After the ground-breaking release of the original reboot in 2013, the XCOM franchise got its direct sequel in February of this year as a PC timed exclusive. The game has finally been released on current-gen consoles, but how does it perform? Does it turn aliens into grey mush, or does it prep itself for probing? Well, strap on your kevlar body armor because we are about ready to kick some alien hineys.
Set directly after the events of the 2013 game, XCOM 2 takes place 2 decades in the future at a time when humanity would have lost to the aliens. Enslaved and oppressed under a fascist rule aiming to create alien/human hybrids, a resistance establishes itself to fight back. This is where you come in. As commander, your mission will primarily be to lead the resistance, and kick as much alien ass as possible in the process.
For the uninitiated, XCOM 2 is a turn-based tactical strategy game. You take control of four squad members, each with their own set of skills, on your mission to rid your people of the alien threat. When you are not in the field subduing enemies, you are in your base upgrading your labs and tech in order to research new abilities.
Death is permanent in this game, and the only way you can fill the void left behind is by recruiting rookies, or lesser soldiers, in their stead. This is more tasking than it sounds as your remaining troops’ survival may depend on the new comer.
XCOM 2 is already a well know game on the PC, but how does it fair on consoles? Well, not too shabbily, but it was already a high-demanding game on PC that required a hefty setup and had its nasty fair share of issues regarding bugs and performance. The port is generally a decent one with sharp textures and smooth animations, sadly as good as it is, it is nowhere near as good as it looks on a high-end PC with maxed out options.
Problems soon start sinking in with atrocious loading times, and the expected lack of V-sync that will result in choppy sequences and screen-tearing especially during fast-paced segments. These problems are not unbearable, but they are enough to make you groan with disdain. It should be noted that the drop in frame rates, especially in the take off and drop off portions of the game, slow down the performance to a crawling pace. Luckily this is just an intermission phase with no game play but it still manages to cause enough worries regarding the port’s quality.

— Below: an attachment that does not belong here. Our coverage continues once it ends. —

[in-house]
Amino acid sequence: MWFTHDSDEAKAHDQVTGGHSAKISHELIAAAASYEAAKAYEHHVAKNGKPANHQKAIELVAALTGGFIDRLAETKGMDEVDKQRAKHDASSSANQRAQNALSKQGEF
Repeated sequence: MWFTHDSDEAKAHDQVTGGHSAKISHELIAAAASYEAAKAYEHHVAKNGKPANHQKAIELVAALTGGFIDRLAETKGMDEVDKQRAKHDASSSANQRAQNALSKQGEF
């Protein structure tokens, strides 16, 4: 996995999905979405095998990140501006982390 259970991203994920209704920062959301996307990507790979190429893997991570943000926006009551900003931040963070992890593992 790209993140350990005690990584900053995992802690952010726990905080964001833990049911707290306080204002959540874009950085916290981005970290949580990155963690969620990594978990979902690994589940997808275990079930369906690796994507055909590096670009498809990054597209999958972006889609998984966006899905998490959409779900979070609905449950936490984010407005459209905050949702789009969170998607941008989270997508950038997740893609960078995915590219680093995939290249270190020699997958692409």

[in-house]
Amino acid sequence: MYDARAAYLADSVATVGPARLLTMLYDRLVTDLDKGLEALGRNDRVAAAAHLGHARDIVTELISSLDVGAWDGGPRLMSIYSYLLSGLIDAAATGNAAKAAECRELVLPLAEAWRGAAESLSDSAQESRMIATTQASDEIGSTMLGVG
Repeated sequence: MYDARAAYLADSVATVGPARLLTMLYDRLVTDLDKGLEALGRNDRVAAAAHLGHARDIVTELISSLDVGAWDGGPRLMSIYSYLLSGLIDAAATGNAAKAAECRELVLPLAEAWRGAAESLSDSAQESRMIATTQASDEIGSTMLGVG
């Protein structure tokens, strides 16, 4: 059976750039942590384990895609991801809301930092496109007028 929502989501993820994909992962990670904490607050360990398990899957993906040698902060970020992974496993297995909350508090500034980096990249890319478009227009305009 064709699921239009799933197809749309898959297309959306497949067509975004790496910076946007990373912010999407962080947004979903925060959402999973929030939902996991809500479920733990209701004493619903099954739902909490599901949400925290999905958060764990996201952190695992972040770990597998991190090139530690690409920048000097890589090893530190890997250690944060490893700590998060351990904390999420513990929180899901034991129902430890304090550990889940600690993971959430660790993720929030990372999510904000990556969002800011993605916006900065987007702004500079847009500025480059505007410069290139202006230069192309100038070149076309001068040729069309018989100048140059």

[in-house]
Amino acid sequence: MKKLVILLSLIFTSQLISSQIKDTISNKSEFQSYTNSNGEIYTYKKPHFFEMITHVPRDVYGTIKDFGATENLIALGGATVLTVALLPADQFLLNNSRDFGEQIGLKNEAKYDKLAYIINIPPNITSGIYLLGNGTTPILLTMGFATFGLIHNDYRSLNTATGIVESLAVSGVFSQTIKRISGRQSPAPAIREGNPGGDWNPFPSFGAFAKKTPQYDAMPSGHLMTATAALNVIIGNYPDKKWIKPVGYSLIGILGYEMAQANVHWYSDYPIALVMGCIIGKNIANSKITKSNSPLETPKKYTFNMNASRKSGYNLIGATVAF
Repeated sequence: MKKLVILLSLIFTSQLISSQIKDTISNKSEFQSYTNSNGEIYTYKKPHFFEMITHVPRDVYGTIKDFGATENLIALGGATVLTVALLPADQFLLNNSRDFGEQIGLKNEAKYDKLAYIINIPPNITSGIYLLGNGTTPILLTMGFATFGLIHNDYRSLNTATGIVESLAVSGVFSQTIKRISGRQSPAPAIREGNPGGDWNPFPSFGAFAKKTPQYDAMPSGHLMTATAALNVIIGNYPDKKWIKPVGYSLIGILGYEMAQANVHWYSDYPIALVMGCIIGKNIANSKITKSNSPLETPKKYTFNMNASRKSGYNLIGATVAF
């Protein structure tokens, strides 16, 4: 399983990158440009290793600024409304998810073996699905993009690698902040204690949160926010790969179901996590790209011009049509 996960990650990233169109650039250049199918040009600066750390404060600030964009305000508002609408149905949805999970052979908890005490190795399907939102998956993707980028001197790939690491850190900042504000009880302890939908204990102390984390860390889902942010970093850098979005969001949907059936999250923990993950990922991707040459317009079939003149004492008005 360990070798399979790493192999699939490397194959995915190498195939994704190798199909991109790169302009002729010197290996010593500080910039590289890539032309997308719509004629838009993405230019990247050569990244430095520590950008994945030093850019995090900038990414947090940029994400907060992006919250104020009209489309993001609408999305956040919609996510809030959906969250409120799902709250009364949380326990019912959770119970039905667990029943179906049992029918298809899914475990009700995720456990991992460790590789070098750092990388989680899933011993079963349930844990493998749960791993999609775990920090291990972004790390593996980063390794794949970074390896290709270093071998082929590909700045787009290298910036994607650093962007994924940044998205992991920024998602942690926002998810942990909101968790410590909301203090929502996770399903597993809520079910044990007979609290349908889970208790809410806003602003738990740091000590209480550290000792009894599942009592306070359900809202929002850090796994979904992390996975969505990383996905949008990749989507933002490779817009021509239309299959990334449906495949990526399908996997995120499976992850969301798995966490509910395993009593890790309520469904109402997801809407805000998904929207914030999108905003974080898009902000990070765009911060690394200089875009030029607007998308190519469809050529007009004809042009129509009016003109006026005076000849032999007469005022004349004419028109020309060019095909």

Last but not least are the controls. First of all, as a tactical, turn-based game, you have a ton of icons, a ton of options, and so many things to do and look out for. Replacing the mouse and keyboard setup with a controller could have been a nightmare, but thankfully it feels almost natural despite the initial shock of having to use a joypad for such a game. Movement is handled with the analogs, shooting is assigned to the trigger buttons, and the shoulder buttons allow you to cycle through your different options. It is still very much a mouse and keyboard game, but Firaxis deserve praise for successfully translating the game to consoles.
This port has enough strong points to overshadow the shortcomings, however. It is a very stable build with almost no crashes or any weird glitches that were infamous with the PC version.
Should you get this game? The answer is easy and dependent on if you’ve already played it on PC. If do, then there is no point in getting this version since it offers nothing new. If, however, you are new player and appreciate good tactical games, then you should without a shadow of a doubt pick this one up. It is almost as good as the PC version, offers better stability and you don’t need a fancy rig to play it. XCOM 2 is hard, smart, tactical, relentless and most of all, it is really addicting. Most of the times you will find yourself replaying the same mission over and over just to try to end the level as perfectly as possible with no soldier left behind, because this is the way Xcom gamers roll: one for all, and all for one.